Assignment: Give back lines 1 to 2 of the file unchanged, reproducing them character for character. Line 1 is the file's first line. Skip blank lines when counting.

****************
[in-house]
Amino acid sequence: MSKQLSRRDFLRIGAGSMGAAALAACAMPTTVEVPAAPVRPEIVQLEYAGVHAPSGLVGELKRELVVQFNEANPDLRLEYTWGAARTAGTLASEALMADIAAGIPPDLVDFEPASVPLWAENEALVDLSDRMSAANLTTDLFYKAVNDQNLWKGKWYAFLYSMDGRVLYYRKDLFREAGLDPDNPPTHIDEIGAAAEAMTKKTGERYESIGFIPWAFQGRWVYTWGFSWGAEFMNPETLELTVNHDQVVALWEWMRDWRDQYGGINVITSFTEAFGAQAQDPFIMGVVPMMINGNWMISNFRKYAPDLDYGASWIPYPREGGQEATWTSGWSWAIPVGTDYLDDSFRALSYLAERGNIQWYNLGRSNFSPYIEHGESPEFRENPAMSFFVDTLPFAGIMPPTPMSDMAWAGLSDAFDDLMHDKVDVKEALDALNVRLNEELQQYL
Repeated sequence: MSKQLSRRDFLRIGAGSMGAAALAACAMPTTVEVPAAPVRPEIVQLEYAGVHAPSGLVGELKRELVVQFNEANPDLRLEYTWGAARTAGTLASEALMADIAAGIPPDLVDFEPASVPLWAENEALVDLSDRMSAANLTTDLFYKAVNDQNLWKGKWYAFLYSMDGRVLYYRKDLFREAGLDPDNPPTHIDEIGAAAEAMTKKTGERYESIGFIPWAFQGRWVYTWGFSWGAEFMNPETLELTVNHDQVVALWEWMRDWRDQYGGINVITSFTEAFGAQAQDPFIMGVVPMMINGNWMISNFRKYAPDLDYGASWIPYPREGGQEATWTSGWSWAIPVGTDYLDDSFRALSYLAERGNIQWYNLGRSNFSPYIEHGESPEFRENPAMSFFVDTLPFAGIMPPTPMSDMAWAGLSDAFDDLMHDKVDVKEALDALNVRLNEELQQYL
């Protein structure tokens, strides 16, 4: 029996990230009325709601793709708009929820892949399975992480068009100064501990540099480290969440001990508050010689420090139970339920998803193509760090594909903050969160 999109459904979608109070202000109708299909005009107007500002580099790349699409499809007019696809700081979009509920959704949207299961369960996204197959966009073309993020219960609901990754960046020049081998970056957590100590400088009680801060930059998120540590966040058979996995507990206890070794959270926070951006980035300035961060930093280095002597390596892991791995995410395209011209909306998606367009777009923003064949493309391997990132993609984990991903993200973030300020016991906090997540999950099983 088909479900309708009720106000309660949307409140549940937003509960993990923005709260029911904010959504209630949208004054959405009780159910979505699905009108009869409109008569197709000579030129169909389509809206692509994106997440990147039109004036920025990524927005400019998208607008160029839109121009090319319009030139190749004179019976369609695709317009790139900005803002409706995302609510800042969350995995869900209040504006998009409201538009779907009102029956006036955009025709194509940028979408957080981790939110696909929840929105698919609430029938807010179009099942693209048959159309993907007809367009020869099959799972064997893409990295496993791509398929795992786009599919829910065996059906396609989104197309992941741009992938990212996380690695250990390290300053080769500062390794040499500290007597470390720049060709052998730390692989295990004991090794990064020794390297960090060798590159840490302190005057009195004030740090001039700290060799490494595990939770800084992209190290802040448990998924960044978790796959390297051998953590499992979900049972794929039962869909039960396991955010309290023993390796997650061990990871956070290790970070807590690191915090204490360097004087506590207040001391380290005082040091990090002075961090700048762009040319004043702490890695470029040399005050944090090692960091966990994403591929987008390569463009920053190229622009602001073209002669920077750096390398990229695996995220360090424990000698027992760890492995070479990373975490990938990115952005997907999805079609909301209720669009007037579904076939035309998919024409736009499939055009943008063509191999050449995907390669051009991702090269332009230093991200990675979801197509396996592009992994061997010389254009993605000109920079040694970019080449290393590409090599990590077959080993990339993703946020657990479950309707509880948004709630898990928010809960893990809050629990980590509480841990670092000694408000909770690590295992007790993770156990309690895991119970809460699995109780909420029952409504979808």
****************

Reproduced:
[in-house]
Amino acid sequence: MSKQLSRRDFLRIGAGSMGAAALAACAMPTTVEVPAAPVRPEIVQLEYAGVHAPSGLVGELKRELVVQFNEANPDLRLEYTWGAARTAGTLASEALMADIAAGIPPDLVDFEPASVPLWAENEALVDLSDRMSAANLTTDLFYKAVNDQNLWKGKWYAFLYSMDGRVLYYRKDLFREAGLDPDNPPTHIDEIGAAAEAMTKKTGERYESIGFIPWAFQGRWVYTWGFSWGAEFMNPETLELTVNHDQVVALWEWMRDWRDQYGGINVITSFTEAFGAQAQDPFIMGVVPMMINGNWMISNFRKYAPDLDYGASWIPYPREGGQEATWTSGWSWAIPVGTDYLDDSFRALSYLAERGNIQWYNLGRSNFSPYIEHGESPEFRENPAMSFFVDTLPFAGIMPPTPMSDMAWAGLSDAFDDLMHDKVDVKEALDALNVRLNEELQQYL